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endeavour which has been made to embody in the statement itself the results of some careful inquiry into the facts and circumstances. Thus, although there may be somewhat less in this Volume of the forms of illustration and discussion, there is not less—there is even more-of the reality of this incorporated with the description and statement of the incidents. The Daily Papers of the present Volume will not, it is apprehended, be the less liked on this account; while there still remains enough of illustration and investigation to satisfy those, to whom that mode of giving the results of inquiry may be attractive.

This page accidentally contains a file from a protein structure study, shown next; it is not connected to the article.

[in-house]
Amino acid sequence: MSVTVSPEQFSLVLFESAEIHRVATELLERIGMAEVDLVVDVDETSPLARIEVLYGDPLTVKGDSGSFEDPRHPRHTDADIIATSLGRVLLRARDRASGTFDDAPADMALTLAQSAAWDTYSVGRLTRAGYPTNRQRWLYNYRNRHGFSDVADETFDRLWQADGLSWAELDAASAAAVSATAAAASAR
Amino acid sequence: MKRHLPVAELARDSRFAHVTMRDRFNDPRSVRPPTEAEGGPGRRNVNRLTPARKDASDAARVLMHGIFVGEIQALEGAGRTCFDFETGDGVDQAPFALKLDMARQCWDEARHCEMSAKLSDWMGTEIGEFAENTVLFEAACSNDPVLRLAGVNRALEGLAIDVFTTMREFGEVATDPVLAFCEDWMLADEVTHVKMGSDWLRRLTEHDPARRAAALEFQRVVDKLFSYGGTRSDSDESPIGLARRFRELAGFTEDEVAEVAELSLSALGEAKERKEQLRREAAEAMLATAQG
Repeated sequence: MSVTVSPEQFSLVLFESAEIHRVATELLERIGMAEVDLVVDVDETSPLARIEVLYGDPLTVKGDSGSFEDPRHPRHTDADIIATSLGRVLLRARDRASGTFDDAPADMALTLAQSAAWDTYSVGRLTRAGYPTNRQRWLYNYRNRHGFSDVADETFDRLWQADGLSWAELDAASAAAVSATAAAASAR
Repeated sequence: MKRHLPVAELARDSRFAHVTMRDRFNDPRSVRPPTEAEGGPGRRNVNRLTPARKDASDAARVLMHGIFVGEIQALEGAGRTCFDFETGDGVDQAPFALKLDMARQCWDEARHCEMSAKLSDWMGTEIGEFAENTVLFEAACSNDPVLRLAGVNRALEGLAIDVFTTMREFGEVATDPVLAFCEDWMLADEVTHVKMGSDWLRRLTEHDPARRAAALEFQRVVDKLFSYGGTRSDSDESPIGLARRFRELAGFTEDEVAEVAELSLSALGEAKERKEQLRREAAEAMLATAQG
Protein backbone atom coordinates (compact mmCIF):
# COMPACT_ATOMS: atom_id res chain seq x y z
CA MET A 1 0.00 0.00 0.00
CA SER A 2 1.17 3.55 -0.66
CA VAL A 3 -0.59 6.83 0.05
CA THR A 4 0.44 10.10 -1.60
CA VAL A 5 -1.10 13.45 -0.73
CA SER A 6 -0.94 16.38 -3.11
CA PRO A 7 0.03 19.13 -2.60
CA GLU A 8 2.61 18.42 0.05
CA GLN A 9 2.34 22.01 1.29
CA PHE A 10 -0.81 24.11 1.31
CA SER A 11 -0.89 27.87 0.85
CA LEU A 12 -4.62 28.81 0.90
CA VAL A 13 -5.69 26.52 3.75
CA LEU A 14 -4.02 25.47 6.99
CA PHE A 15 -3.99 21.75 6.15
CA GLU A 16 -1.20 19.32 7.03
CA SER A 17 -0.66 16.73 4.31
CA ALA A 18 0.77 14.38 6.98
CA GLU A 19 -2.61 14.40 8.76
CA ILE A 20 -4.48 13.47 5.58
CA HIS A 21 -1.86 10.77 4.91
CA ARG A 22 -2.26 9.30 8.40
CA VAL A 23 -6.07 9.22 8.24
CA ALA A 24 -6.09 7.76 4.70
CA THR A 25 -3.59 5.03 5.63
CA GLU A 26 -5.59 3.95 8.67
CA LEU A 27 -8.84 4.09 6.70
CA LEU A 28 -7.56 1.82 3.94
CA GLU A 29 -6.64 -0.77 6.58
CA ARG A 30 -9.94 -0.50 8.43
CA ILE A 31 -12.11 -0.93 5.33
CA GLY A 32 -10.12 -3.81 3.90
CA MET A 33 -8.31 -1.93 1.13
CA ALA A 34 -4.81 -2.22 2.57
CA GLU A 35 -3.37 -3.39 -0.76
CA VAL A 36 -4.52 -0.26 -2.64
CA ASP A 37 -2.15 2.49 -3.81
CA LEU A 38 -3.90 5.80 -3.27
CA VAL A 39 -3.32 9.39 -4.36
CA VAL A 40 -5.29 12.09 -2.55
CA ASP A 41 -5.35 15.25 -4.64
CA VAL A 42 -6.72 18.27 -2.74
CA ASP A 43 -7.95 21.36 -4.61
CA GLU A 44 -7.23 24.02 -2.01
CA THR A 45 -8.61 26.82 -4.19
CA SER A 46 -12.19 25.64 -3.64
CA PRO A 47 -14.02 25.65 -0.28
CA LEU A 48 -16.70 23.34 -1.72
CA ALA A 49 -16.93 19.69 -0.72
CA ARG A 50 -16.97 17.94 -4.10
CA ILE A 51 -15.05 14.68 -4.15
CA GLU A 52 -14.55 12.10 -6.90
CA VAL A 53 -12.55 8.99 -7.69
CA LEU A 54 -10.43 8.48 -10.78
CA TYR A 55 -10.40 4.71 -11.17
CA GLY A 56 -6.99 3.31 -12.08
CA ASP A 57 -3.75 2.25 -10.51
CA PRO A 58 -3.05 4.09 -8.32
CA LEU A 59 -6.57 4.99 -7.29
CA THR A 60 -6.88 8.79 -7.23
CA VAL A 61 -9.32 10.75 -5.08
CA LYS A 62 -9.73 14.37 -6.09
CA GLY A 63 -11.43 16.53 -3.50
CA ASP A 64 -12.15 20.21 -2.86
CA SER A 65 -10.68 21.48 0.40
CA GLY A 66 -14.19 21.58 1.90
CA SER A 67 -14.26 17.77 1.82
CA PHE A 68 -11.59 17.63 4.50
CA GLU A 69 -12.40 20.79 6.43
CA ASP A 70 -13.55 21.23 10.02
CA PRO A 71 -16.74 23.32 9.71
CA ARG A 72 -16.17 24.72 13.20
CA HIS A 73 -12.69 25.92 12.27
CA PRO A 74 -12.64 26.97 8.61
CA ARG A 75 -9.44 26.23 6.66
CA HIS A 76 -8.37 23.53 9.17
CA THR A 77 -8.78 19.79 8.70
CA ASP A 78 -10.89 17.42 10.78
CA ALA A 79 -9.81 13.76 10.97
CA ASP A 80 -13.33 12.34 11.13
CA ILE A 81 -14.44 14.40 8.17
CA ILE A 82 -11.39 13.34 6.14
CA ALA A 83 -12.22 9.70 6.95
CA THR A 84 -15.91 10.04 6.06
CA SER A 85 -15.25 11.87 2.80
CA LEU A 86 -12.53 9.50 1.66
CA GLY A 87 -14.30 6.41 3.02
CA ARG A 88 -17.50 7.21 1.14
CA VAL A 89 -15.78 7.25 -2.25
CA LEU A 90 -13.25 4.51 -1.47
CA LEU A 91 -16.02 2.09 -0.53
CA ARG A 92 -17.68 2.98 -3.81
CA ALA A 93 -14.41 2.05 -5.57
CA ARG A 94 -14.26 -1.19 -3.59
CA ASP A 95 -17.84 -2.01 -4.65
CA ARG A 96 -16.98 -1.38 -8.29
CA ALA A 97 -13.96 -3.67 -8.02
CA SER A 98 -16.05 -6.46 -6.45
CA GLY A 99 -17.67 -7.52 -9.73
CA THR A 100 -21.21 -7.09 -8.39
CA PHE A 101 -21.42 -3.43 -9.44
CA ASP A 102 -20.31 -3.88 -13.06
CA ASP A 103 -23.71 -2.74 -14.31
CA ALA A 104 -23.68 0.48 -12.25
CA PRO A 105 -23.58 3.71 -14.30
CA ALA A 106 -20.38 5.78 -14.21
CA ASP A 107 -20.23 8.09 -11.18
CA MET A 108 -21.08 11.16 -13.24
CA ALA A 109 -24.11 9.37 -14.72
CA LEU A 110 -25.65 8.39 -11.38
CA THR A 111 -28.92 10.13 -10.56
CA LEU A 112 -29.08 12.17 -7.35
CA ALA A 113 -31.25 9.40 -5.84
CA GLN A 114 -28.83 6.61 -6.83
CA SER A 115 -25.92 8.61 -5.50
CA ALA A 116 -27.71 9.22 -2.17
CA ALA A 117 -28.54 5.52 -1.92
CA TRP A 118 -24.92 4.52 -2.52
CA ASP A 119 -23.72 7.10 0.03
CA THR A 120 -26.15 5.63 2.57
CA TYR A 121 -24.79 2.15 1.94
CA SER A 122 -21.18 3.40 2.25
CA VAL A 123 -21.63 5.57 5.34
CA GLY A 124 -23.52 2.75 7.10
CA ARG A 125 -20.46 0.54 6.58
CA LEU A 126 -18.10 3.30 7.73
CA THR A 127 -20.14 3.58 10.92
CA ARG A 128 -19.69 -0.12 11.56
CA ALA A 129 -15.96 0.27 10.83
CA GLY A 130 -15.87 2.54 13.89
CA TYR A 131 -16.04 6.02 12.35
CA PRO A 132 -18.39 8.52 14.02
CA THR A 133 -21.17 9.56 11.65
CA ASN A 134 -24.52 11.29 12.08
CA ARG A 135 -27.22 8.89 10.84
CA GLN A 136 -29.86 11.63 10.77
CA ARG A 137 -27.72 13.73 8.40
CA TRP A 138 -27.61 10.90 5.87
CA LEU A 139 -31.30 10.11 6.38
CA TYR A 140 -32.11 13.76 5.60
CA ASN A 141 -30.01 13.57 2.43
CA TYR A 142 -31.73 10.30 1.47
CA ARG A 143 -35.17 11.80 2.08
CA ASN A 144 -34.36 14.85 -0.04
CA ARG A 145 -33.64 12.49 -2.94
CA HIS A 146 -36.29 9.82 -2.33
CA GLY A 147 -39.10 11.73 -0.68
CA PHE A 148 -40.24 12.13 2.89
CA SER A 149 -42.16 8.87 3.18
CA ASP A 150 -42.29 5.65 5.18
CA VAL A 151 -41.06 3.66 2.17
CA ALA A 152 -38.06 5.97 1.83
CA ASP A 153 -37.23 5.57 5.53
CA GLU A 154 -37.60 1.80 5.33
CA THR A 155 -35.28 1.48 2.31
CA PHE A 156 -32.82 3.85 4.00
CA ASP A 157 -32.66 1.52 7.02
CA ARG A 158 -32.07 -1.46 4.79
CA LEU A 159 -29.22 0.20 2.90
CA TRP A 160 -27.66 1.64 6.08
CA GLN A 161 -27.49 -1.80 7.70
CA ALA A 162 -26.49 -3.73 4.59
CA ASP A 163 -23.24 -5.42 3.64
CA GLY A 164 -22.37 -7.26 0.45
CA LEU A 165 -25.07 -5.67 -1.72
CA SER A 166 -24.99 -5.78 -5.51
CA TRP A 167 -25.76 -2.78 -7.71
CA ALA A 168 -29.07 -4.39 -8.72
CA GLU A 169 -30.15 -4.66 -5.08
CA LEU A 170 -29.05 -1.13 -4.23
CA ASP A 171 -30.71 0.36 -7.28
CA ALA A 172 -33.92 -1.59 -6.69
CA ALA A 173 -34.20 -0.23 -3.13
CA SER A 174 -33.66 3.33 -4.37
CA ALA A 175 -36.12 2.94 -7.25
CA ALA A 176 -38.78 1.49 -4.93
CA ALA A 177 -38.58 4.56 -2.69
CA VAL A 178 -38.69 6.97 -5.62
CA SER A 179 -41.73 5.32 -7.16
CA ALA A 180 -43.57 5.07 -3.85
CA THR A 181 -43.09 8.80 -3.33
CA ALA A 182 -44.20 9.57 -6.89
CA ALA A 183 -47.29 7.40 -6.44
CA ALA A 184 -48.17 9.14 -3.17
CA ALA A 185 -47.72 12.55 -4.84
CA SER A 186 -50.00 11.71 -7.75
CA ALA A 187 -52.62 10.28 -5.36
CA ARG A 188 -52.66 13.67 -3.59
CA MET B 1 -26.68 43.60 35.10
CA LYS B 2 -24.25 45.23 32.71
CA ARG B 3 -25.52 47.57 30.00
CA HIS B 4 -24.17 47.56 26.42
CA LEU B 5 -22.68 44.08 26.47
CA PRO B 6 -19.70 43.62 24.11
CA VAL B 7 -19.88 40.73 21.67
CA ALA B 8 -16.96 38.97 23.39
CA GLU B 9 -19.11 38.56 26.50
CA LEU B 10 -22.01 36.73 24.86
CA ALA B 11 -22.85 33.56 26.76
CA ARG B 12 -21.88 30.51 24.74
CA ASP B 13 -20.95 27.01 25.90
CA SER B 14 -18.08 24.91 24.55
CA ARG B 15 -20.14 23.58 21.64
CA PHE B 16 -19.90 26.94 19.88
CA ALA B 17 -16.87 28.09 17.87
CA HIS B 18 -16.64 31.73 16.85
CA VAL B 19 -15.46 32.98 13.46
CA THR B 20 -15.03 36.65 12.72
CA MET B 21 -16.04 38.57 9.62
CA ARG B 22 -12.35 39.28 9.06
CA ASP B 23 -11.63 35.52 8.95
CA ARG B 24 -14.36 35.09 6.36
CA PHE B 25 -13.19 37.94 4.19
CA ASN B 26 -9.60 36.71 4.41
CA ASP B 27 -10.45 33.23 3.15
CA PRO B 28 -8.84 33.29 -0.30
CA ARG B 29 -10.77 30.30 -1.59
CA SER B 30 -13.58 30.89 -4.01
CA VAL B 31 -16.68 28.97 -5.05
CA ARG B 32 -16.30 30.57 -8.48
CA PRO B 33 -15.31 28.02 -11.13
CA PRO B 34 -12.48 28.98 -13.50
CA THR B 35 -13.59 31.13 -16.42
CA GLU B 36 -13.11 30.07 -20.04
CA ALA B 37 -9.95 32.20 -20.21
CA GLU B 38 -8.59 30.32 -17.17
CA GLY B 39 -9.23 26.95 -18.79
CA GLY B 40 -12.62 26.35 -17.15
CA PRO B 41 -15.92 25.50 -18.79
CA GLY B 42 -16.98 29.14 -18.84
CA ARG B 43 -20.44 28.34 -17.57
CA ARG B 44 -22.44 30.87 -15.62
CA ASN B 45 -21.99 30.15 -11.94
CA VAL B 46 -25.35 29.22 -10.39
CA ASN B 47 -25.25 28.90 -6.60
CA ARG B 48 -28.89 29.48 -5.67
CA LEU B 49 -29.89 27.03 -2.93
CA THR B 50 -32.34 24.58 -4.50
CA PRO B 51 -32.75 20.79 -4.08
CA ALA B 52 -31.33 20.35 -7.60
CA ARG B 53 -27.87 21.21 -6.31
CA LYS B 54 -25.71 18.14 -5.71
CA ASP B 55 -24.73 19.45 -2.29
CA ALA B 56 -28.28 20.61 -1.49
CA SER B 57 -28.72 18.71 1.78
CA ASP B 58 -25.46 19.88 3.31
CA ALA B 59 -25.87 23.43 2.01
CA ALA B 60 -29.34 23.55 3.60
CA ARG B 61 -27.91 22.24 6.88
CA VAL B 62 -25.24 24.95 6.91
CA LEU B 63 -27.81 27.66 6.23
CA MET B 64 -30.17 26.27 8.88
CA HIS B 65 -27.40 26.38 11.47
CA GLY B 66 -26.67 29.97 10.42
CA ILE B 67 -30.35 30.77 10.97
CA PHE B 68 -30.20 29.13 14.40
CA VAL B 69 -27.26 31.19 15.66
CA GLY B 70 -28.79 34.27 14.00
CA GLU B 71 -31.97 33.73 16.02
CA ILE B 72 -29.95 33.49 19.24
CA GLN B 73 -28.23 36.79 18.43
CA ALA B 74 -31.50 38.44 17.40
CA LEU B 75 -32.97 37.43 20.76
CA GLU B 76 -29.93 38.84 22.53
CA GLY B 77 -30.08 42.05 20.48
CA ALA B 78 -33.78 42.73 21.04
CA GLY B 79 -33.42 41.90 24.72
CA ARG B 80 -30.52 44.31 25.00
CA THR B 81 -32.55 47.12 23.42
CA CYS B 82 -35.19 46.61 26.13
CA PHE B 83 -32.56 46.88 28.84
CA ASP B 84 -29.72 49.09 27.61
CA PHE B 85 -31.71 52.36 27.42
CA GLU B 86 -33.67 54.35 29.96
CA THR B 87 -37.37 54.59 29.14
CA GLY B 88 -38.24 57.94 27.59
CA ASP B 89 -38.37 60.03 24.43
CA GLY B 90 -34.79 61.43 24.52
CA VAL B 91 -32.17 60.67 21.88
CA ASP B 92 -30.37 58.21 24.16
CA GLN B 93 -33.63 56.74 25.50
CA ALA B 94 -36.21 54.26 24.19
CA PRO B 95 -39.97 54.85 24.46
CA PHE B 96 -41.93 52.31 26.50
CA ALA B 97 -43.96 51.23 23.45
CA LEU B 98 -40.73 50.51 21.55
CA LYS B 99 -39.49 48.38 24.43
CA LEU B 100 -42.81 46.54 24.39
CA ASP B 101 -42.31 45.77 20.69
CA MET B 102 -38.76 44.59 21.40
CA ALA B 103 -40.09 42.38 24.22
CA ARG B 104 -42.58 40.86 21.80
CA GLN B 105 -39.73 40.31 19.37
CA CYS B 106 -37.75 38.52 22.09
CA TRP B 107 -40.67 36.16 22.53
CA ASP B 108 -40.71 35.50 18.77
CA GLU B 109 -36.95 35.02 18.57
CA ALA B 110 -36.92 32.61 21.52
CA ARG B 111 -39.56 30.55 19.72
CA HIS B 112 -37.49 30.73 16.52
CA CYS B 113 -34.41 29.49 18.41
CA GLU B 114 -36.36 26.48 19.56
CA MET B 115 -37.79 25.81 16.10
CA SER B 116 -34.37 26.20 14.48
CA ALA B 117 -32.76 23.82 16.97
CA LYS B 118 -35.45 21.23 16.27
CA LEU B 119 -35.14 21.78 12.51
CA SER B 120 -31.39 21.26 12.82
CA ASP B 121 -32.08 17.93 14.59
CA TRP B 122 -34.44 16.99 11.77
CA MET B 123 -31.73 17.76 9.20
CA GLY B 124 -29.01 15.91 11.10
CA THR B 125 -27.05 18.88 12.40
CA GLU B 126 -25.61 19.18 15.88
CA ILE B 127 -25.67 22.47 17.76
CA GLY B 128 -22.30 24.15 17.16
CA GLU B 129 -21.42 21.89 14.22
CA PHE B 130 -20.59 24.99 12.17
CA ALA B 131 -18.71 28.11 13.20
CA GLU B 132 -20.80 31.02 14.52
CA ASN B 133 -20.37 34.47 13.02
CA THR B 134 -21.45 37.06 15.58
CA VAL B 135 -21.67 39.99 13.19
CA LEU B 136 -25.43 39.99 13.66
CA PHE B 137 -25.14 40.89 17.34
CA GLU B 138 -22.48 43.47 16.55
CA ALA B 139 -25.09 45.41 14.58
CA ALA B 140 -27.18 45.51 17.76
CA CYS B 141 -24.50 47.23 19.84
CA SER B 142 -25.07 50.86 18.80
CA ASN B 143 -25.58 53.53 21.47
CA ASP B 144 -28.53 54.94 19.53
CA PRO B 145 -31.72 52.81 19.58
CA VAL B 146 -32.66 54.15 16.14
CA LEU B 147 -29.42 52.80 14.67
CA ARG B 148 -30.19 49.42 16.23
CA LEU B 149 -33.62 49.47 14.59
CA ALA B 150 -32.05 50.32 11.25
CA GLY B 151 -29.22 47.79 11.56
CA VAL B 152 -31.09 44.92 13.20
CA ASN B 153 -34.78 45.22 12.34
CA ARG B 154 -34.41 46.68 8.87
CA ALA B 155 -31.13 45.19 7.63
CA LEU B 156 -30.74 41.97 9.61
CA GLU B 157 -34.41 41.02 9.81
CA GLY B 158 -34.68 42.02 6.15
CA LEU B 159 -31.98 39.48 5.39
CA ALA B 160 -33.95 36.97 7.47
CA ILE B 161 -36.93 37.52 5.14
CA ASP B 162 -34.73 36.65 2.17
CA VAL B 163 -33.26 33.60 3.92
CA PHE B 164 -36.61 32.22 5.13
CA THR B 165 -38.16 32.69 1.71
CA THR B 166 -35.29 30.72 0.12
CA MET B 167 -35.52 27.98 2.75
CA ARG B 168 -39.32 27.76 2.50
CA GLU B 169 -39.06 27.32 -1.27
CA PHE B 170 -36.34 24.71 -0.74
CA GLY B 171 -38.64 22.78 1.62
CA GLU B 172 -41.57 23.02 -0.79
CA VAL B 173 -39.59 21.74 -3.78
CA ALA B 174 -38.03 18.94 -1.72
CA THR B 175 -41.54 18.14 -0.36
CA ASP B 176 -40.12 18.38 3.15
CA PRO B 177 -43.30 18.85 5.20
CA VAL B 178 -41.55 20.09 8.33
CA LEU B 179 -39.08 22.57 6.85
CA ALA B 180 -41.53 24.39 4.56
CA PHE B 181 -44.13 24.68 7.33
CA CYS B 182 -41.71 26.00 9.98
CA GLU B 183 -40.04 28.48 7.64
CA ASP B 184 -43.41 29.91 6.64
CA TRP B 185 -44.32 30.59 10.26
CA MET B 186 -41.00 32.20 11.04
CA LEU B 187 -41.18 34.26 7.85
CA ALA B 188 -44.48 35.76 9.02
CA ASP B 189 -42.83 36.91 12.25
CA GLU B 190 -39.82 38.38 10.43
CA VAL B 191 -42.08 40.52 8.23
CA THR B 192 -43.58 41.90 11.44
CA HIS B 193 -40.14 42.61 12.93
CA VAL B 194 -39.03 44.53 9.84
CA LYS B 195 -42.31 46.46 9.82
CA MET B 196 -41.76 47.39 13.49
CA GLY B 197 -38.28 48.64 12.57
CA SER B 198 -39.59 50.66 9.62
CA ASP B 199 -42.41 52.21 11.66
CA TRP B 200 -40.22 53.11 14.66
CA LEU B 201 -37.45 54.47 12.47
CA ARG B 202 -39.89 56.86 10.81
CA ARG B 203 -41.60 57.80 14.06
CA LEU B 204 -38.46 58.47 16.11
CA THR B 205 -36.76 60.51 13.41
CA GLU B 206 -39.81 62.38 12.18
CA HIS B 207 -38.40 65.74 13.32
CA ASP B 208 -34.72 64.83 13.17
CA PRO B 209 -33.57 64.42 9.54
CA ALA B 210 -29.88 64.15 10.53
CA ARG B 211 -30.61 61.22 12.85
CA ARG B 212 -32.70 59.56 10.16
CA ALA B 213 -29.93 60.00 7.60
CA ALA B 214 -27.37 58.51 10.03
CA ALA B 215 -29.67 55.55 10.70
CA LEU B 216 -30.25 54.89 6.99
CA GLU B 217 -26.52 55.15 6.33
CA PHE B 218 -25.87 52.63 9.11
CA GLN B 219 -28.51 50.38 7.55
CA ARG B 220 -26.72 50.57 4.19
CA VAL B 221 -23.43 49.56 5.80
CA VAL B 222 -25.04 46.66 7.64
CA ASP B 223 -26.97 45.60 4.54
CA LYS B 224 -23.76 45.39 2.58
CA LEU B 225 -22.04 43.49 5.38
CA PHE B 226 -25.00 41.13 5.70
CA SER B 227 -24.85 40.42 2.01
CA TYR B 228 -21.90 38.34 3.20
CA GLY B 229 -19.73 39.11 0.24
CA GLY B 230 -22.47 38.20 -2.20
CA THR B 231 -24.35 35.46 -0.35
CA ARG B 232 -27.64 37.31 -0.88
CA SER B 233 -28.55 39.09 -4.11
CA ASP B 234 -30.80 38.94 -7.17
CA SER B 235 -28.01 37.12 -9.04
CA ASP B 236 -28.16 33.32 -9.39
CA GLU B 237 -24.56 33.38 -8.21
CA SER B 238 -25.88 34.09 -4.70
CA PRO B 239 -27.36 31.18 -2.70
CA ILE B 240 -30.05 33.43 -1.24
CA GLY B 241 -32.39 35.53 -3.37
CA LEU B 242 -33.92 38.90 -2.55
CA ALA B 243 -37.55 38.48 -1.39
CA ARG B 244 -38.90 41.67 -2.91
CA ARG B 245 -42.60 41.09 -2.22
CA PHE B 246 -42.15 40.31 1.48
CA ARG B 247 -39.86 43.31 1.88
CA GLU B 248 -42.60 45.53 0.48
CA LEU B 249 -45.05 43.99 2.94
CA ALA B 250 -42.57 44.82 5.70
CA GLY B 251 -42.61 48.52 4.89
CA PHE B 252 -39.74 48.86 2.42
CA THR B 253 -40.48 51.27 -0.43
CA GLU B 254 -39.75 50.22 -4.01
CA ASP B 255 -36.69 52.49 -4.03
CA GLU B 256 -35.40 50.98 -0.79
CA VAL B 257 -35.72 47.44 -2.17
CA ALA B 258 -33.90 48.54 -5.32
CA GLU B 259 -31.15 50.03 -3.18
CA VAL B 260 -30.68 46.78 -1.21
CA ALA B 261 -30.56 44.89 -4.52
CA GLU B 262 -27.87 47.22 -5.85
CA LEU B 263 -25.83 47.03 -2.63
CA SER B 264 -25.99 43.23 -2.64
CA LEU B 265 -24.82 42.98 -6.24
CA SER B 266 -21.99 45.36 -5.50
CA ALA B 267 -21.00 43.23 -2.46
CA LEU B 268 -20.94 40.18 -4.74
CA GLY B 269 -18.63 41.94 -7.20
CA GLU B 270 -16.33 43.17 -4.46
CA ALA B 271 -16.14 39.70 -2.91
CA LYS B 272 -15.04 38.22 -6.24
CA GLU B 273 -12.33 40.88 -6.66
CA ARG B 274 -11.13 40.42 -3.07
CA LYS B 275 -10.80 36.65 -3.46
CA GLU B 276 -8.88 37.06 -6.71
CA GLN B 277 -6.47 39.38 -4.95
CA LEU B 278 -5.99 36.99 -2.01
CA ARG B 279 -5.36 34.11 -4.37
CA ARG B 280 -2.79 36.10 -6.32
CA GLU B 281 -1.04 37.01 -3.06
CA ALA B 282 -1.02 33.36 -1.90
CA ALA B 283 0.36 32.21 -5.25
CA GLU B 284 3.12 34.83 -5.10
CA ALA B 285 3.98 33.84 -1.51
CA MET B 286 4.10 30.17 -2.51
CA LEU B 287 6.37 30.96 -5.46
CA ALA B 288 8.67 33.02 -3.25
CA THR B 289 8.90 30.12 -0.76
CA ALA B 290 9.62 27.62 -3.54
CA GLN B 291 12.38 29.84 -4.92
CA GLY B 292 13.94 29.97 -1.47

In the present Volume, much care has been bestowed upon the character and history of David. This was felt to be required from us at a time, when the old and thrice-refuted aspersions and injurious insinuations of Bayle and Chubb have been so reproduced, as to appear like emanations from the critical spirit of our own day; whereas they indeed belong to a past age. It will be a great encouragement to the Author, if, while keeping free from indiscriminate laudation and advocacy, he shall be deemed to have contributed in any small degree to relieve from undeserved obloquy, the high name and great career of the man after God's own heart.'
LONDON, October 1850.
LIST OF ILLUSTRATIONS.
FRONTISPIECE :-Modern Jerusalem from the Mount of Olives.
Egyptian Harvest Scene, . . .
. : Egyptian Princes, .